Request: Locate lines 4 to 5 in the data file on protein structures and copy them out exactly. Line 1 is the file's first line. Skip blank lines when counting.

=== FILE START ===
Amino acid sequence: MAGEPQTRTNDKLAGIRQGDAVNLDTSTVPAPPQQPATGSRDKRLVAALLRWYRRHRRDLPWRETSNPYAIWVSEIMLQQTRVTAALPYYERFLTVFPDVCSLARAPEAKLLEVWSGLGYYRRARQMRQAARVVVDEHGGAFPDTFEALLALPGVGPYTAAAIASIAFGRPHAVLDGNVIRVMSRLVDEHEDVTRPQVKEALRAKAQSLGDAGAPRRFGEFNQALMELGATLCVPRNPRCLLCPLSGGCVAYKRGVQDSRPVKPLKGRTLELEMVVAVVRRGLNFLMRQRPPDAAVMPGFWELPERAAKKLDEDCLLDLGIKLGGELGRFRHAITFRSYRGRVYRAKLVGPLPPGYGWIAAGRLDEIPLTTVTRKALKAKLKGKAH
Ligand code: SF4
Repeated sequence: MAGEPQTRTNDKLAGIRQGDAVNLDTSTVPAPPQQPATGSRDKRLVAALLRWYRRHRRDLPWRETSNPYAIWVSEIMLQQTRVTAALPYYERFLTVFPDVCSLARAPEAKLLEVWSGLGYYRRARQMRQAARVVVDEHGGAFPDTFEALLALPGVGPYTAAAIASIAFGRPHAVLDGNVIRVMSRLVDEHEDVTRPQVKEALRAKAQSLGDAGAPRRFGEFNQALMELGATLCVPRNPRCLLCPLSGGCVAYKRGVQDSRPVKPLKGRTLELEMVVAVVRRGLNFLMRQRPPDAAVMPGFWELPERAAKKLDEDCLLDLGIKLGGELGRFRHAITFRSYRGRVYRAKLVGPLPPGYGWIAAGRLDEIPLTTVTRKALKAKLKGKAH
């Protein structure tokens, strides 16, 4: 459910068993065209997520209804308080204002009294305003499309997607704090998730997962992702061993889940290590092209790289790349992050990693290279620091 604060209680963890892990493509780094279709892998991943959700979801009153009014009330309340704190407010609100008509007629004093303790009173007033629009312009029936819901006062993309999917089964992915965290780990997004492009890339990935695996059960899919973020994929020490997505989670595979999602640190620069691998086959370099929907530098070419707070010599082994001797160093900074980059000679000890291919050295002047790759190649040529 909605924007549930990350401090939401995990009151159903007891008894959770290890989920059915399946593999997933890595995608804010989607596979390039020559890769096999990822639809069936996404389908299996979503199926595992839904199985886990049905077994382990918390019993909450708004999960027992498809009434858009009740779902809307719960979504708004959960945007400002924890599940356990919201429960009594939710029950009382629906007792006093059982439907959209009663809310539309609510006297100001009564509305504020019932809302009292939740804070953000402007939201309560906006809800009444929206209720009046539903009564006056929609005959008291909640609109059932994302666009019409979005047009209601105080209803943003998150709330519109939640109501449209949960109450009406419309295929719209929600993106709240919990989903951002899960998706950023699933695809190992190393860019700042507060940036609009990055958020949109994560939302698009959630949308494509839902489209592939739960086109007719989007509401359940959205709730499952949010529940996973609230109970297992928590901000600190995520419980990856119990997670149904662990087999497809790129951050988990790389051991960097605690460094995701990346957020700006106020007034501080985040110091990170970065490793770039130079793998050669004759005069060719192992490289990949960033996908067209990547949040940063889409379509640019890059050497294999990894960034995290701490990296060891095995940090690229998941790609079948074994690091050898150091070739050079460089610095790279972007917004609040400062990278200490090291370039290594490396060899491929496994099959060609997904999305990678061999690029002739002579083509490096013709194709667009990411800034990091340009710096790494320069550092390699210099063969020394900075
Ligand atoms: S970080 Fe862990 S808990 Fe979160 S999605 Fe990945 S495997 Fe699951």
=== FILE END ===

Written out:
């Protein structure tokens, strides 16, 4: 459910068993065209997520209804308080204002009294305003499309997607704090998730997962992702061993889940290590092209790289790349992050990693290279620091 604060209680963890892990493509780094279709892998991943959700979801009153009014009330309340704190407010609100008509007629004093303790009173007033629009312009029936819901006062993309999917089964992915965290780990997004492009890339990935695996059960899919973020994929020490997505989670595979999602640190620069691998086959370099929907530098070419707070010599082994001797160093900074980059000679000890291919050295002047790759190649040529 909605924007549930990350401090939401995990009151159903007891008894959770290890989920059915399946593999997933890595995608804010989607596979390039020559890769096999990822639809069936996404389908299996979503199926595992839904199985886990049905077994382990918390019993909450708004999960027992498809009434858009009740779902809307719960979504708004959960945007400002924890599940356990919201429960009594939710029950009382629906007792006093059982439907959209009663809310539309609510006297100001009564509305504020019932809302009292939740804070953000402007939201309560906006809800009444929206209720009046539903009564006056929609005959008291909640609109059932994302666009019409979005047009209601105080209803943003998150709330519109939640109501449209949960109450009406419309295929719209929600993106709240919990989903951002899960998706950023699933695809190992190393860019700042507060940036609009990055958020949109994560939302698009959630949308494509839902489209592939739960086109007719989007509401359940959205709730499952949010529940996973609230109970297992928590901000600190995520419980990856119990997670149904662990087999497809790129951050988990790389051991960097605690460094995701990346957020700006106020007034501080985040110091990170970065490793770039130079793998050669004759005069060719192992490289990949960033996908067209990547949040940063889409379509640019890059050497294999990894960034995290701490990296060891095995940090690229998941790609079948074994690091050898150091070739050079460089610095790279972007917004609040400062990278200490090291370039290594490396060899491929496994099959060609997904999305990678061999690029002739002579083509490096013709194709667009990411800034990091340009710096790494320069550092390699210099063969020394900075
Ligand atoms: S970080 Fe862990 S808990 Fe979160 S999605 Fe990945 S495997 Fe699951």